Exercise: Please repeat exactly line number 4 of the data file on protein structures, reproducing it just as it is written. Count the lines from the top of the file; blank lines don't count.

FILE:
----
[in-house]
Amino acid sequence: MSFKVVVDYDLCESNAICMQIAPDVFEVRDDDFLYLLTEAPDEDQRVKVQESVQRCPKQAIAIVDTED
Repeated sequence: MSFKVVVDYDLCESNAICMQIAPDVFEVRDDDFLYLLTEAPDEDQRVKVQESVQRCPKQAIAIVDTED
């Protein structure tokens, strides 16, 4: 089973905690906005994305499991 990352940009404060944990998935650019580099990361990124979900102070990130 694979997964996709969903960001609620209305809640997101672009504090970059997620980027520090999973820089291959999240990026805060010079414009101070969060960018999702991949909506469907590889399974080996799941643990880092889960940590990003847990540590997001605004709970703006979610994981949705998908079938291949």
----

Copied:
């Protein structure tokens, strides 16, 4: 089973905690906005994305499991 990352940009404060944990998935650019580099990361990124979900102070990130 694979997964996709969903960001609620209305809640997101672009504090970059997620980027520090999973820089291959999240990026805060010079414009101070969060960018999702991949909506469907590889399974080996799941643990880092889960940590990003847990540590997001605004709970703006979610994981949705998908079938291949």